According to Borio, debt was at the root of the events of 2008 and since then it had continued to grow in relation to global gross domestic product. Dollar-denominated debt owed by emerging market economies has played a prominent role, doubling from 2009 to some $3.3 trillion. Now there was evidence it was being reduced with the emergence of a “worrying vicious cycle between US dollar appreciation and tightening financial conditions for firms or countries that have heavily borrowed in dollars.”

Summing up the significance of financial market turbulence, he said “we may not be seeing isolated bolts from the blue but the signs of a gathering storm that has been building for a long time.” The report indicated that “central banks have been overburdened for far too long” and the confidence of financial institutions “in central banks’ healing powers—probably for the first time—has been faltering.”

The latest analysis of the BIS, which has been a long-time critic of the rationale behind quantitative easing—that problems resulting from the growth of debt can be alleviated by creating still more debt—underscores the bankruptcy of all bourgeois policy in the face of the deepening contradictions of the global capitalist order.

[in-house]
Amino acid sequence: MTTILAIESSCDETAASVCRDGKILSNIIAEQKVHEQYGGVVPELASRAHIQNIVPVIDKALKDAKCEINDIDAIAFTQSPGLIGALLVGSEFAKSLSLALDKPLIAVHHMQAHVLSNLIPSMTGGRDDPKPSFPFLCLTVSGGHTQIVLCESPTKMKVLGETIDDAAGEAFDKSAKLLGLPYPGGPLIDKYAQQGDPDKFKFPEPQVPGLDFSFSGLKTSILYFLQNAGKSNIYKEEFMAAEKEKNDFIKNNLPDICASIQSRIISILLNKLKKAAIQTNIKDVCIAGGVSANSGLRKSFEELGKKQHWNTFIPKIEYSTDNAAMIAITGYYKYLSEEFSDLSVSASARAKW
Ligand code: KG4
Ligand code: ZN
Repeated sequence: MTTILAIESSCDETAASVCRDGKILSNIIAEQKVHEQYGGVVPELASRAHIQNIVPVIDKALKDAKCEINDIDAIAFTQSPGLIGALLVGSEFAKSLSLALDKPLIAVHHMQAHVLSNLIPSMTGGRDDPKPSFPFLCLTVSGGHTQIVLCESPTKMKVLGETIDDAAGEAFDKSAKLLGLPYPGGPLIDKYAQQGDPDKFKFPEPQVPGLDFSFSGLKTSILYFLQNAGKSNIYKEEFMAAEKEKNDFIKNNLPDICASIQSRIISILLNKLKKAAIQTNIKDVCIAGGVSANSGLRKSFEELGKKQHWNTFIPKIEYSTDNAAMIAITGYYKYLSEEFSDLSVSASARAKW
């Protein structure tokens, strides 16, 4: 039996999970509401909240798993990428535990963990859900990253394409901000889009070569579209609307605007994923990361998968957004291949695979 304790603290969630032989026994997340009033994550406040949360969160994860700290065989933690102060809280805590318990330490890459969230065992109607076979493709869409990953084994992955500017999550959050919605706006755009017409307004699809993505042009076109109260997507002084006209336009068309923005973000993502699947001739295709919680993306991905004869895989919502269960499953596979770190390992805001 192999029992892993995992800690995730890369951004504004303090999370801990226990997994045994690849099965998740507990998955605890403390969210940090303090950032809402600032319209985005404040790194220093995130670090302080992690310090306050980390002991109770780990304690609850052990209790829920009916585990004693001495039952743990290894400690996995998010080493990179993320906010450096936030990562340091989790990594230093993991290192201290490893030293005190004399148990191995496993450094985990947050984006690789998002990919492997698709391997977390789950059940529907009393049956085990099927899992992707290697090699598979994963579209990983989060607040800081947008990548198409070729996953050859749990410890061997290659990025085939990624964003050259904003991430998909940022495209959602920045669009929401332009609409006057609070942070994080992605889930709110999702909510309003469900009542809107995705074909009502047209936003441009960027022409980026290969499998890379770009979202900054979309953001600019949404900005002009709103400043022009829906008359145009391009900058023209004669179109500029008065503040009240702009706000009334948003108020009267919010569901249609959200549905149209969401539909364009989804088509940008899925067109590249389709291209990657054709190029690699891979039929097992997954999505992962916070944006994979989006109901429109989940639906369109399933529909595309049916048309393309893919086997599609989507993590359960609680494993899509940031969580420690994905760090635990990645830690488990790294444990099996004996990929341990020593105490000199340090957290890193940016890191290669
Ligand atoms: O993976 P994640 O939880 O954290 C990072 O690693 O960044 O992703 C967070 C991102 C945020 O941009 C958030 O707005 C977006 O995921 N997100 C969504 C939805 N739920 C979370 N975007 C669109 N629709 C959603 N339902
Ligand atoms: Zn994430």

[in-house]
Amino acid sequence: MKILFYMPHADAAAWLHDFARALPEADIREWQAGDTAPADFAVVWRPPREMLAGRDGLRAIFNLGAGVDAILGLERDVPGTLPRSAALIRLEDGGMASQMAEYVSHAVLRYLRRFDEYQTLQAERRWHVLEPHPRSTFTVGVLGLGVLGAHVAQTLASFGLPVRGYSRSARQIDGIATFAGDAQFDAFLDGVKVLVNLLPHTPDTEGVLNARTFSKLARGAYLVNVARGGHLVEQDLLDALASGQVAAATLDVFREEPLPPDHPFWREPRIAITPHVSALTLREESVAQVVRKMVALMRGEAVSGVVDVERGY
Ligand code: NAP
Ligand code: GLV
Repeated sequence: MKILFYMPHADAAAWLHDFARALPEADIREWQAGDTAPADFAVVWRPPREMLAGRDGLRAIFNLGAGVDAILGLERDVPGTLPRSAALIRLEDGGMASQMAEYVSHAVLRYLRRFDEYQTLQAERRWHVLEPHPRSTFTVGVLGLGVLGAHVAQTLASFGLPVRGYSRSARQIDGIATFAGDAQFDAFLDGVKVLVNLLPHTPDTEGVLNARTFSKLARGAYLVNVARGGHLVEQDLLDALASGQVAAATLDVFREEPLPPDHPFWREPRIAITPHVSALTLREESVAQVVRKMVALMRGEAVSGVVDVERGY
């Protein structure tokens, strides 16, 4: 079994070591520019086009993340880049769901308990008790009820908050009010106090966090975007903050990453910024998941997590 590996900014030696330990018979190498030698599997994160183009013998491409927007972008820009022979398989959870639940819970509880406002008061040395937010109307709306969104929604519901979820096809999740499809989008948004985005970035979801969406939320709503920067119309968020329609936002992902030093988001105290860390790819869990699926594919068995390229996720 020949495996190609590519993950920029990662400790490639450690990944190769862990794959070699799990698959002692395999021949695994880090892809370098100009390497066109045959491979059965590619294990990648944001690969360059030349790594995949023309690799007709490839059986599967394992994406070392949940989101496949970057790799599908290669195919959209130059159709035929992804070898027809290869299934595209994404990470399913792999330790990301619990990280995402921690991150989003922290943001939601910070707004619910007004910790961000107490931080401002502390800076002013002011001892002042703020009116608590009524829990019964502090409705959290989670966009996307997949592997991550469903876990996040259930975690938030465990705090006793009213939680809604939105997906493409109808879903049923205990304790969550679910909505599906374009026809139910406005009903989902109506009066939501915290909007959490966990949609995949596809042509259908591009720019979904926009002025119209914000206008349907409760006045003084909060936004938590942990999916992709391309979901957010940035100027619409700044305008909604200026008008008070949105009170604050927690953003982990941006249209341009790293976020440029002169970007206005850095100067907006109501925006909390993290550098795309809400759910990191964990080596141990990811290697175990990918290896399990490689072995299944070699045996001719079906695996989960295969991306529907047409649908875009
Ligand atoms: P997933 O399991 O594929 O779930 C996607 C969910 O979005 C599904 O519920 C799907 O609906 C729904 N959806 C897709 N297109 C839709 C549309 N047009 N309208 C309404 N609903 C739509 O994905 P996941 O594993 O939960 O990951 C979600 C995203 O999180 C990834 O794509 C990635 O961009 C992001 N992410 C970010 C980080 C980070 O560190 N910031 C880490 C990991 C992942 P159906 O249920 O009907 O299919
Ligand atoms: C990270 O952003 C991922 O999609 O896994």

The quantitative easing program has done nothing to promote economic growth. Its main consequence has been to transfer untold wealth into the hands of the parasitic financial elites, worsening the social conditions of the working class and widening social inequality, while at the same time creating the conditions for another financial meltdown.

But the program advanced by its critics in the BIS—the purging of debt and the intensification of attacks on the working class through so-called “structural reforms”—amounts to nothing less than a prescription for a return to the conditions of the 1930s.

This political and economic fact of life has far-reaching implications for the international working class. It increasingly demonstrates that it is confronted not with a conjunctural downturn, from which there will be some “recovery,” by one or another means, but a breakdown of the entire capitalist economic order, for which it must advance its own solution based on an active political struggle for an international socialist program.